Goodbye, DADT: Obama Gives Final Approval to Let Gays Join Military
President Barack Obama announced Friday that a ban on gays serving openly in the US forces will end in September as he certified that the nation's military was ready to accept them among its ranks.
"Today, we have taken the final major step toward ending the discriminatory 'Don't Ask, Don't Tell' law that undermines our military readiness and violates American principles of fairness and equality," Obama said in a statement.
He was speaking after signing a certification with Defense Secretary Leon Panetta and the top US military officer, Chairman of the Joint Chiefs of Staff Admiral Mike Mullen, that the US military was ready to accept gay troops.
The repeal of the ban, dubbed "Don't Ask, Don't Tell," will now come into force in 60 days' time, on September 20.
The ban was overturned in a law adopted in December that first required the top military officer, the defense secretary and the president -- who is also commander-in-chief -- to certify that the change would not harm military readiness and that the armed forces were ready to carry it out.
In the interim, the Pentagon has drawn up new manuals and prepared the entire armed forces, some 2.3 million people who serve as both active troops and reservists, for the new policy.
"As of September 20th, service members will no longer be forced to hide who they are in order to serve our country," Obama said.
"Our military will no longer be deprived of the talents and skills of patriotic Americans just because they happen to be gay or lesbian."
Former soldiers and gay rights groups have fought for years to overturn the ban, introduced in 1993 as a compromise after military chiefs rejected a bid by former president Bill Clinton to open the doors to gay soldiers.
"Don't Ask, Don't Tell" required gay troops to keep quiet about their sexual orientation or face expulsion from the forces, and an estimated 14,000 service members have been kicked out of the military under the rule.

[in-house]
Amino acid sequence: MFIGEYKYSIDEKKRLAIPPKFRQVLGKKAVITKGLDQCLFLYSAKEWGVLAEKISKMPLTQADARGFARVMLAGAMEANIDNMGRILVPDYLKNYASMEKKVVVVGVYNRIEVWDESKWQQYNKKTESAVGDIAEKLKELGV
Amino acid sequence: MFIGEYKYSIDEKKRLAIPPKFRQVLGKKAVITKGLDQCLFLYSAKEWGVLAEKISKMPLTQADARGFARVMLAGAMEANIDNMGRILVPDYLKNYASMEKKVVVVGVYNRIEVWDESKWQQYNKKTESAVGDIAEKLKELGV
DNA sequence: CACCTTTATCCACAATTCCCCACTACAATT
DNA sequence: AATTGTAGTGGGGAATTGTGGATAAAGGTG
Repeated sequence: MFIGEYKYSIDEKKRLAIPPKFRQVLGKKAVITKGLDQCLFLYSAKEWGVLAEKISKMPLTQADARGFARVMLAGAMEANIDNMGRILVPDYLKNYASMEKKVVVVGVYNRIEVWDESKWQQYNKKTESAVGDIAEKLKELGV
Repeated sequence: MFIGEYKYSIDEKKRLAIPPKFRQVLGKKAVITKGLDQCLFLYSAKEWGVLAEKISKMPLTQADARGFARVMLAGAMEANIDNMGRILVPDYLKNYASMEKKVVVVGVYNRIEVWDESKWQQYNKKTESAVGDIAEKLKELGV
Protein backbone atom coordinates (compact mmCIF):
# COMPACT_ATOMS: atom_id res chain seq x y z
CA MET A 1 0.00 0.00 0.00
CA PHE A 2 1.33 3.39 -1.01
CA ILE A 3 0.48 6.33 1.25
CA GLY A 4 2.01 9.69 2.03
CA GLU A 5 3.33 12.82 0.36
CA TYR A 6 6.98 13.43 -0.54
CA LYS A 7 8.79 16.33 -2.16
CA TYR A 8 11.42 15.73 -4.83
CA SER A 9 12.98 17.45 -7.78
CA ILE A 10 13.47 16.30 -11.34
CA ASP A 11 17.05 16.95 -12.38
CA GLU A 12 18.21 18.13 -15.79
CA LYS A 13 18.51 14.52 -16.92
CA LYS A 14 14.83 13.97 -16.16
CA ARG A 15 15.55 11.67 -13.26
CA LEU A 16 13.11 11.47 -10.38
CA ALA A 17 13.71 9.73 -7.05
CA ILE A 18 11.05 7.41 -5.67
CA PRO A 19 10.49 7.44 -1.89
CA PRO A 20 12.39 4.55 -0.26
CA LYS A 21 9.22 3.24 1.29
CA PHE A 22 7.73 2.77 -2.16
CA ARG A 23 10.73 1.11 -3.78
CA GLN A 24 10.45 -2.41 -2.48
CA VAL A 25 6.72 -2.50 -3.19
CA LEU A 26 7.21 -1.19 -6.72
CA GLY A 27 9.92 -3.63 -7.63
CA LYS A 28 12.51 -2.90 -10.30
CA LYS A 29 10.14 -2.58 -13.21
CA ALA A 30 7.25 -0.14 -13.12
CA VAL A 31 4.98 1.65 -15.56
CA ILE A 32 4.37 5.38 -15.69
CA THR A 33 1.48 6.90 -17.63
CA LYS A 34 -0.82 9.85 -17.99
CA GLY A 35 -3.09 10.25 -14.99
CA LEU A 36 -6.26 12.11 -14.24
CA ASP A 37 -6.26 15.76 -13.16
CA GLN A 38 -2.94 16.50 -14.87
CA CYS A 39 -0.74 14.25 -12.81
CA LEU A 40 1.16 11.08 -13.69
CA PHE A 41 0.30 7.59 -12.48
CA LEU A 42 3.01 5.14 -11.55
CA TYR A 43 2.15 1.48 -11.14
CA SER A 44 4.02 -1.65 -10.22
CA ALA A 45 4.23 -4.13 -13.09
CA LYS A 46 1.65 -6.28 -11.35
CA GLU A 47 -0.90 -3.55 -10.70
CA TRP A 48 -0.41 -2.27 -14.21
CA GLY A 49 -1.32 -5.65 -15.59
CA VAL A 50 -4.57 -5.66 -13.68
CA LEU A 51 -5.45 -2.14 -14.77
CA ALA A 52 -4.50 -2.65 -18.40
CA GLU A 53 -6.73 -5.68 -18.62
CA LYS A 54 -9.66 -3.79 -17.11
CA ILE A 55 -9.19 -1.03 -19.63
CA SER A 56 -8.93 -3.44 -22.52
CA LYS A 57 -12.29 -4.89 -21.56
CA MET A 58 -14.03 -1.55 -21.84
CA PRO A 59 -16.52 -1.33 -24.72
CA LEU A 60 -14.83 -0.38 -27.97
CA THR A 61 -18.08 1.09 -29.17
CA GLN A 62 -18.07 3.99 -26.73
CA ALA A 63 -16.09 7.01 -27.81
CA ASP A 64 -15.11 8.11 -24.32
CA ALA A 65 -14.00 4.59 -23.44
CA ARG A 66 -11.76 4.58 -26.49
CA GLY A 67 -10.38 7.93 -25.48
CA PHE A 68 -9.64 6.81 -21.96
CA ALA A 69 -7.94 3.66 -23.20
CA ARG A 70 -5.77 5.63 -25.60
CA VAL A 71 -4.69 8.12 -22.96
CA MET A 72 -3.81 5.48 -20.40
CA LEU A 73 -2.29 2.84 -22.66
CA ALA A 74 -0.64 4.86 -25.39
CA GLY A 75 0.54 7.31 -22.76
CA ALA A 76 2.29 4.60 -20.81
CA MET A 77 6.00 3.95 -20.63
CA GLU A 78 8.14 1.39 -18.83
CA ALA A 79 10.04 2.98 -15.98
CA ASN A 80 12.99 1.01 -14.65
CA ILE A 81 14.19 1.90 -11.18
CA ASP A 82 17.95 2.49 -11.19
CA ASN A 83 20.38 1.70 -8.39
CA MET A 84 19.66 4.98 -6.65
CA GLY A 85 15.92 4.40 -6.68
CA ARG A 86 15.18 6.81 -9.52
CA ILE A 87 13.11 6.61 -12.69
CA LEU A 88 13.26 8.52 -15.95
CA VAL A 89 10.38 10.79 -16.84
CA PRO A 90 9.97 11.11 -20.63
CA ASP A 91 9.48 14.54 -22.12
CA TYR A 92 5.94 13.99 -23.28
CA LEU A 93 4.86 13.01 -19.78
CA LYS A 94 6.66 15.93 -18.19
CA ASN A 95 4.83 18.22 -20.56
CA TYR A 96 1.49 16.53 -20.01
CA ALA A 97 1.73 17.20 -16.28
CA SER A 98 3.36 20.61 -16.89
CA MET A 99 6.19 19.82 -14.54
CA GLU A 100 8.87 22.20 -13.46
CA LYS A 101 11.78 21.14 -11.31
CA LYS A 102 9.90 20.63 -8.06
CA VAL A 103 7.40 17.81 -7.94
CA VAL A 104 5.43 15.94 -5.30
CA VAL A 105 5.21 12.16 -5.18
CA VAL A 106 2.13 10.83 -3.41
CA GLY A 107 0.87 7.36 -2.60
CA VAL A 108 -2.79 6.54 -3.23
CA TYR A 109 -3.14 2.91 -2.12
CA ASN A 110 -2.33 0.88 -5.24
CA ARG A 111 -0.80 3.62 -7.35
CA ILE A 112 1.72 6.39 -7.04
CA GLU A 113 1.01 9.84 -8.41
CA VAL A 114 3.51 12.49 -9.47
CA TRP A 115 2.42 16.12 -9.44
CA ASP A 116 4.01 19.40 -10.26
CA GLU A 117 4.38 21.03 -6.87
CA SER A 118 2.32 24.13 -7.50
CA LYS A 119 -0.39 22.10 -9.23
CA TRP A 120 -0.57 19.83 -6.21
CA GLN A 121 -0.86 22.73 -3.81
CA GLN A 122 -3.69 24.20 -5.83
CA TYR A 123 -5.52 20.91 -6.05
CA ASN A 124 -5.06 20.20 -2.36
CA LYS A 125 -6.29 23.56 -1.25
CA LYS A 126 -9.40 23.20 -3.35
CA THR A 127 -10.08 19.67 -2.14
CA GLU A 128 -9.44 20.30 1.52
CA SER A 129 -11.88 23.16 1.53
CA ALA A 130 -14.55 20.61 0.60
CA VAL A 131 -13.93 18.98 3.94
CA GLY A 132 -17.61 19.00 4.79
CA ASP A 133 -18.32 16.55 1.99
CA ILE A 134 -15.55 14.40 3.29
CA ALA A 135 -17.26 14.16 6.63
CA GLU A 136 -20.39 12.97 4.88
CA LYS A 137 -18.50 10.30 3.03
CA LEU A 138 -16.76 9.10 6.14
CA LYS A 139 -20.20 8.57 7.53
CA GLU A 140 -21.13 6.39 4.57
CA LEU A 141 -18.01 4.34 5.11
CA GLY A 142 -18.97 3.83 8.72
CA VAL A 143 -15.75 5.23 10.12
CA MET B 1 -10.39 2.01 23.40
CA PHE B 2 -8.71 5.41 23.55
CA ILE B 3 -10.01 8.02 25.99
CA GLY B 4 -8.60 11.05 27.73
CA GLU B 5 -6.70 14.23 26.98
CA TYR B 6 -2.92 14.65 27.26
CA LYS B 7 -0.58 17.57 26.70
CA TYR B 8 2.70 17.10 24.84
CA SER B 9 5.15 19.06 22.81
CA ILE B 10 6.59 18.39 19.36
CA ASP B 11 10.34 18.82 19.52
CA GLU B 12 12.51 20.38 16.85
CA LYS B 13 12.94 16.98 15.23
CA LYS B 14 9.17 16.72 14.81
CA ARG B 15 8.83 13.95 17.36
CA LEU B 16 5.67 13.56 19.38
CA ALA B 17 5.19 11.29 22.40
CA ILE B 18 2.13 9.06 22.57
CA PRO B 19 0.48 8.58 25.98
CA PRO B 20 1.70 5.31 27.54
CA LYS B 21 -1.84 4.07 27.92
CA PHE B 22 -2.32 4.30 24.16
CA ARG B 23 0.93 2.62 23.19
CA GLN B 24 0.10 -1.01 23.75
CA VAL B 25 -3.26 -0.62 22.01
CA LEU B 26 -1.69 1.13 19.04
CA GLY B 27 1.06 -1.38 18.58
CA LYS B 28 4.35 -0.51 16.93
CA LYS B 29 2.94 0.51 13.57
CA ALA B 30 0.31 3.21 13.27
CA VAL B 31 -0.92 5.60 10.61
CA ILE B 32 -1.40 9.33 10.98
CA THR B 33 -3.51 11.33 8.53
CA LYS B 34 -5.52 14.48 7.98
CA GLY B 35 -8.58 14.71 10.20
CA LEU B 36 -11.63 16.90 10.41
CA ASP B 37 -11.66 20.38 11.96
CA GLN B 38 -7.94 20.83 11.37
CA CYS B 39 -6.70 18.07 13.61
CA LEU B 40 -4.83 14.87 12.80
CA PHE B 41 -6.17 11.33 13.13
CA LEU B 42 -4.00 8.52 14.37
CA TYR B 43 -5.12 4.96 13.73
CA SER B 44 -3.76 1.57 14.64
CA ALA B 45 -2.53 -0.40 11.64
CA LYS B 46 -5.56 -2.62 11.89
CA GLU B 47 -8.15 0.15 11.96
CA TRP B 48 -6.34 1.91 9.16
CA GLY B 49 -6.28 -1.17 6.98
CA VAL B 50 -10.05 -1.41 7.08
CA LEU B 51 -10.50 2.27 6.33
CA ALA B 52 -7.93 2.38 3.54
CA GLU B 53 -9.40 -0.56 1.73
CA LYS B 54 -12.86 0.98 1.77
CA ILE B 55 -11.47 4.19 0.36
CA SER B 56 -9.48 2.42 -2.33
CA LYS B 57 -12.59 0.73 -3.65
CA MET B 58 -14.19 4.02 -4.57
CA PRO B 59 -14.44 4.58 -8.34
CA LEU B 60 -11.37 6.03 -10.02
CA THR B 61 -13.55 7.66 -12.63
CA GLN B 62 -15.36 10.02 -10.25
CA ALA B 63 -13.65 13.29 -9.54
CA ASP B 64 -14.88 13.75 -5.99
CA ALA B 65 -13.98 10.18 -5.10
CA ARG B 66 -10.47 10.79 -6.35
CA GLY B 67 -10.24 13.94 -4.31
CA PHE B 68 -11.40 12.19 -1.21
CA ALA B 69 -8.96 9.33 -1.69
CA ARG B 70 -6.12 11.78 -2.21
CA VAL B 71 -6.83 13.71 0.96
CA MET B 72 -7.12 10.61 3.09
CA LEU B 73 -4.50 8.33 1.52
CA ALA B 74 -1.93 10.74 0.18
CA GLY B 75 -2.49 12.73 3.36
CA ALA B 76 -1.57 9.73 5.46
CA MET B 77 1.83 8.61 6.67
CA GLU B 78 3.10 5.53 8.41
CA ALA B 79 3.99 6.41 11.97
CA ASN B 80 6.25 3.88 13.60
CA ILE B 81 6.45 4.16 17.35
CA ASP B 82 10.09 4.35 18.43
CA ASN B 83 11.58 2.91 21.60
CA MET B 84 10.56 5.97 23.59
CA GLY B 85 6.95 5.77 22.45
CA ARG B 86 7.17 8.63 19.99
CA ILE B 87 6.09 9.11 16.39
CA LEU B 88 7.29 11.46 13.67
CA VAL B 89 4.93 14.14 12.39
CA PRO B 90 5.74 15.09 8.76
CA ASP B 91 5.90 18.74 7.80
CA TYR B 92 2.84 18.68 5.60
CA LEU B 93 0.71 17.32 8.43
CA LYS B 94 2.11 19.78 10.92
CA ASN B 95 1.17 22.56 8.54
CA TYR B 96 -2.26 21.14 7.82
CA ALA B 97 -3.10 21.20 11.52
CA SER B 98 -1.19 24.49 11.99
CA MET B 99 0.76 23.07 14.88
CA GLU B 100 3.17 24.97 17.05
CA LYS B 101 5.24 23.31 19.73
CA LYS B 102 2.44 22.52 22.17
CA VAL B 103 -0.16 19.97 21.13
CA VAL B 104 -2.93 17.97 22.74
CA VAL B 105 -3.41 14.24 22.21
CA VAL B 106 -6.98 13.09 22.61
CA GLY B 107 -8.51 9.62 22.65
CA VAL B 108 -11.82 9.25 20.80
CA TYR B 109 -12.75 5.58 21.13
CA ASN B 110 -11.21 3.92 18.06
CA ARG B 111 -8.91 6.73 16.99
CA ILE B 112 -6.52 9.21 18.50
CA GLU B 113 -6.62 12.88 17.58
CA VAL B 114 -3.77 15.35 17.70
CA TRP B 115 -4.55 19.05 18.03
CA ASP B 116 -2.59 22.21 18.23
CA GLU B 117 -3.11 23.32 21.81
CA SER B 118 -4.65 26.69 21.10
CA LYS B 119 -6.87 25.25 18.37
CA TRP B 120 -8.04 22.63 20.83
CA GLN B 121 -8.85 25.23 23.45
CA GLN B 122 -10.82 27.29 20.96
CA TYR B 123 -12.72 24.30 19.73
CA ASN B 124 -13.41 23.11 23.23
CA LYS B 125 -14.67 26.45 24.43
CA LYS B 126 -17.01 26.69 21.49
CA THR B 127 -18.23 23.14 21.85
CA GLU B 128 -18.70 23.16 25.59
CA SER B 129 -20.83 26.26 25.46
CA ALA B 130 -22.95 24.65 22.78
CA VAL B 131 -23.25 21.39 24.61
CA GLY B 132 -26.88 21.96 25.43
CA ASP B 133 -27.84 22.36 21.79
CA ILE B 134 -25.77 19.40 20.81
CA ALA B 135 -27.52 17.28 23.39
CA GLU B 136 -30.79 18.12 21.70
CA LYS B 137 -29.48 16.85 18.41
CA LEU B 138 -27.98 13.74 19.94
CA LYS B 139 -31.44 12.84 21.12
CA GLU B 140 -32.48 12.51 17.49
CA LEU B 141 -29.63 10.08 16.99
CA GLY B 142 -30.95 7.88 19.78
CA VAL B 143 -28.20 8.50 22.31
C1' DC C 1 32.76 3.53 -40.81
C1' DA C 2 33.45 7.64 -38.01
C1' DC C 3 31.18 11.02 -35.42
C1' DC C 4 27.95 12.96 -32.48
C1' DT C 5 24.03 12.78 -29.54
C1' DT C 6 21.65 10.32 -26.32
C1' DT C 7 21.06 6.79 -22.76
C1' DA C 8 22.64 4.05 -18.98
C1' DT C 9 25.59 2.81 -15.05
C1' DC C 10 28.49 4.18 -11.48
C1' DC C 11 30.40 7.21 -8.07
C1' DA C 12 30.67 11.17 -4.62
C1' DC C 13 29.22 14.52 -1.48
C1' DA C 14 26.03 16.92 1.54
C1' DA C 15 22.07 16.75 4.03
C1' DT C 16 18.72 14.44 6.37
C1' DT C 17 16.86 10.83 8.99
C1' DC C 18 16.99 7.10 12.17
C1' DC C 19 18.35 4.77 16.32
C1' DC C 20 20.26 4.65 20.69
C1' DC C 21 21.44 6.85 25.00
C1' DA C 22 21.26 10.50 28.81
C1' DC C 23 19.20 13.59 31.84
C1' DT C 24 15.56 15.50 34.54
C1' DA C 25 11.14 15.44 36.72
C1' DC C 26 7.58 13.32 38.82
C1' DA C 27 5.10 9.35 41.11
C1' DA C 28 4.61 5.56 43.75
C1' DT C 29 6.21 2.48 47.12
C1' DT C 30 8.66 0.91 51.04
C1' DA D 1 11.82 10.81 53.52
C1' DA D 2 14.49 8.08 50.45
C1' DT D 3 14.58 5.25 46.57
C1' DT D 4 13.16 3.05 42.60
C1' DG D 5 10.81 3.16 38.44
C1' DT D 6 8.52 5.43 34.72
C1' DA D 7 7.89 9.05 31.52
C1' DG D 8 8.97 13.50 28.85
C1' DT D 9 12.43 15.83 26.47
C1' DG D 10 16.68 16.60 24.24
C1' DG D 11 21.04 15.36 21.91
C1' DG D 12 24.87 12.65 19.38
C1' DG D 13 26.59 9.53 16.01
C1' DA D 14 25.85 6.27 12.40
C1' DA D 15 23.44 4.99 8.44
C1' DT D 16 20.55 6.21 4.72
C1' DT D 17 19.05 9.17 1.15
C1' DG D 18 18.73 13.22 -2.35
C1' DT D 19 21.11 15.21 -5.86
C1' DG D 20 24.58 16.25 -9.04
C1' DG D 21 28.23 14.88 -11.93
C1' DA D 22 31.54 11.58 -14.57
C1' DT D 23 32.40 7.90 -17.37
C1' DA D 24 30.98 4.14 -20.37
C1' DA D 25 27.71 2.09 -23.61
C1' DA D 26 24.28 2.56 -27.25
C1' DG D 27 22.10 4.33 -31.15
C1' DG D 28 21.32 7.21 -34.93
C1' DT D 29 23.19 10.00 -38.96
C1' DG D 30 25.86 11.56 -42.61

The issue stirred a passionate debate, with some US lawmakers, mostly Republicans, as well as high-ranking officers such as Marines Corps Commandant General James Amos fearing it would harm efficiency on the battlefield.
House Armed Services Committee Chairman Buck McKeon said Obama had not taken seriously concerns "that the combat readiness of our force could be placed at risk, particularly those serving on the front lines in Afghanistan and Iraq."
And he called for the administration to release the assessments done on the impact of the repeal of the ban."
But rights groups hailed the move.
"The days of 'Don't Ask, Don't Tell' are quite literally numbered," said Laura Murphy, director of the American Civil Liberties Union Washington Legislative Office.
"Very soon, gay and lesbian service members will be able to serve their country openly, honestly and with the dignity they deserve and for far too long were denied."
Most of Washington's NATO allies have already lifted bans on openly gay troops and experienced no serious problems as a result.
A review carried out by the Pentagon showed that 70 percent of 115,000 soldiers and 44,000 military spouses were in favor of repealing the ban.
But among Marines and certain battle units, the figures were reversed with 40 to 60 percent of those surveyed being against an end to the ban.
Come September 20, those people who have been kicked out of the military for being gay can rejoin the ranks if they wish.
But some gay activists believe more changes are still needed. The partners of gay troops will not be allowed to live on military bases and will not enjoy the benefits of the military's medical coverage.
Gay marriage is so far only recognized in six states -- Connecticut, Iowa, Massachusetts, New Hampshire, Vermont and New York -- and is not legal under federal laws.
The so-called Defense of Marriage Act only recognizes marriage as the union between a man and a woman.